With the right plan and the right discipline, you can get seriously shredded in just 28 days.Read article
The next time you’re in your gym – provided you’re training in a typical commercial facility – take a look around. How many guys do you see, every day, clustered around benches and standing in front of mirrors performing dumbbell curls? If your gym is anything like mine, the answer is probably the same as it is where I train: pretty much everyone in the entire place is doing the same thing.
Here’s the question I want you to ask these “lightbulbs”:
When’s leg day, guys?
What I’m about to give you, if you haven’t seen this before – and if you haven’t, you either don’t go online much or you’ve been living in a cave for the past few years – is an exercise you’ll love to do, and one that’ll convert you, once and for all, into one of those guys who’d rather train his lower body any day of the week.
You see, those of us who’ve been squatting for a long time can let you in on a little secret if you ask, and that secret is the fact that squatting – and lower body training in general – is fun. You move more weights, you’re really accomplishing something in the gym, and you feel like a million bucks once you’re done. You can’t get that feeling from doing curls for an hour, and that’s why so many people quit a month after joining the gym.
So, what makes leg day fun, you ask? Box squatting. Putting a barbell on your back, sitting down on a box, and then standing back up. That’s what makes training your lower body so simple and fun. Of course, there’s a lot more to this movement in terms of technique and programming, and we’ll get into that shortly, but it’s the fun and benefits of being “a guy who trains his legs” that I’m trying to get across here.
Box squatting makes things fun because it’s a complete and total paradox. It’s harder than conventional squatting, but it feels like it’s easier because of the simple nature of the movement itself. For all intents and purposes, I’m asking you simply to sit down and stand up. The act of sitting down and standing up, however, has several advantages when compared to conventional squatting:
The best way to learn to do any kind of squatting is in a power rack with the spotter bars set up in a way that lets you safely bail out of the movement if you need to. Set a sturdy box up so you have to take two steps back once you unrack the bar. That way, the J-hooks of the rack won’t interfere with your ability to perform a rep.
To figure out how high of a box to use, either watch yourself sit on one in profile in a mirror, or have someone watch you do this from the side. I’d suggest starting with a box that’s either parallel (your upper leg should be parallel to the floor and form a 90-degree angle with your shin) or slightly above. Box heights can range anywhere from 6-24 inches to get you to parallel, depending on your height and anatomical structure.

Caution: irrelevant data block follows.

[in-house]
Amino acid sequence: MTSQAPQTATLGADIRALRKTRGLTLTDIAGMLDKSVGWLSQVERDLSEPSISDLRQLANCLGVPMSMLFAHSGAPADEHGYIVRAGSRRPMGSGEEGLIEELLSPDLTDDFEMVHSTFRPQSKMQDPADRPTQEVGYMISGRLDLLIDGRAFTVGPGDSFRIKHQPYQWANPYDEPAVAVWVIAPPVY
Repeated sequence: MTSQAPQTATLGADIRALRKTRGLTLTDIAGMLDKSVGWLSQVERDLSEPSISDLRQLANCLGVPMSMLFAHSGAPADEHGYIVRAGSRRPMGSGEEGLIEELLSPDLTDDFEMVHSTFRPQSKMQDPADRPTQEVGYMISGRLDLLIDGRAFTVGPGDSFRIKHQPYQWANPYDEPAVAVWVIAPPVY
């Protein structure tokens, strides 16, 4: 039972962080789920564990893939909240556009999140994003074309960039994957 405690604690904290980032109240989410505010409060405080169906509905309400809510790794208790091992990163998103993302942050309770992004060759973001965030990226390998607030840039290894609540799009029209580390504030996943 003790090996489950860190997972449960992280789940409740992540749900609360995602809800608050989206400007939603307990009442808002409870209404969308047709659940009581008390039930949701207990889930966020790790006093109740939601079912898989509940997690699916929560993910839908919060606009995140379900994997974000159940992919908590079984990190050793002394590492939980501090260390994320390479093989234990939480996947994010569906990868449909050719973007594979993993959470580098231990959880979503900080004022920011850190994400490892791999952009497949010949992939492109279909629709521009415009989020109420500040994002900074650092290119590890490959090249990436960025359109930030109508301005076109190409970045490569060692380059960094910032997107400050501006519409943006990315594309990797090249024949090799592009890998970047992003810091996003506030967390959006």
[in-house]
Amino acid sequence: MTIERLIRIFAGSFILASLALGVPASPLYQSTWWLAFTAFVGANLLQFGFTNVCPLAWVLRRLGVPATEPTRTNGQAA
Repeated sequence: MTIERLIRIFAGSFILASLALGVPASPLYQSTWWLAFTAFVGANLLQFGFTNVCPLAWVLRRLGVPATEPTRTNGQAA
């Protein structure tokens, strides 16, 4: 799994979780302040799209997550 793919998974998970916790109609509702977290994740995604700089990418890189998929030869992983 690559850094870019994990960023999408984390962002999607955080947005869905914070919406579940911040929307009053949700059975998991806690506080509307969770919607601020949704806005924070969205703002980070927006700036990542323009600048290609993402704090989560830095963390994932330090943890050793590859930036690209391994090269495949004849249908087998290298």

Stand under the bar with your feet about shoulder width apart, or wider if you’re comfortable that way, and “arch” the bar out of the rack. Take two steps backward and set your feet so they’re in your squat position with your toes pointed outward slightly. Keep your head and chest up, grip the bar as tightly as you can – this helps keep your entire upper body tight and will help keep you from pitching forward – and drive your elbows under the bar.
To initiate the movement, inhale deeply and break your hips, aiming your butt down and back. Keep your knees “tracking” your toes, and sit back and down onto the box, maintaining a tight arch in your lower back and keeping your elbows under the bar. Your lower back should be so tightly arched when you sit back that your hamstrings make contact with the box first, followed by your glutes.
When you land on the box, don’t relax. Everything should remain nice and tight. Don’t smash down onto the box, or rock backward when you sit down. You should land softly, in a fixed position, ready to reverse the movement and stand back up.
To stand back up, “fire” your hips first while keeping your head and chest up. You’ll understand this once you try the movement. The key is to keep yourself from rocking forward, and to try your best to explode off the box as quickly and as powerfully as you can. This isn’t a quad-dominant movement. Rather, it recruits your hips, glutes and hamstrings, and lets your quads take over halfway through your upward range of motion – provided your lower back stays tightly arched and is capable of supporting the load you’re bearing.
Box squats can be inserted into a program and used the same way you’d use any main exercise – lighter weights for higher reps to build hypertrophy, heavier weights for lower reps to build strength and power, or, as is preferable, a combination of the two. Here’s a solid Monday/Thursday lower body plan that should keep you growing and getting stronger for a long time to come (percentages are based on your one-rep max, either actual or perceived). Weights and/or reps can increase slightly each week for each exercise, and this program should be performed for a 3-week cycle, followed by a weeklong deload where both the weights and reps for each exercise are reduced to 60% of what you did in week three.
Box Squats: bar x 10, 30% x 10, 40% x 10, 60% x 5, 70% x 5, 80 % x 5, 90% x 3
Unilateral Leg Press: 3 x 10 with each leg
Romanian Deadlift: 3 x 10
Hamstring Curl: 3 x 10
Incline Sit-up: 3 x 10
Box Squats: bar x 10, 30% x 10, 40% x 10, 50% x 5 x 10
Good-morning: 3 x 10
45-degree Back Raise: 3 x 10
Hamstring Curl: 3 x 10
Incline Sit-up: 3 x 10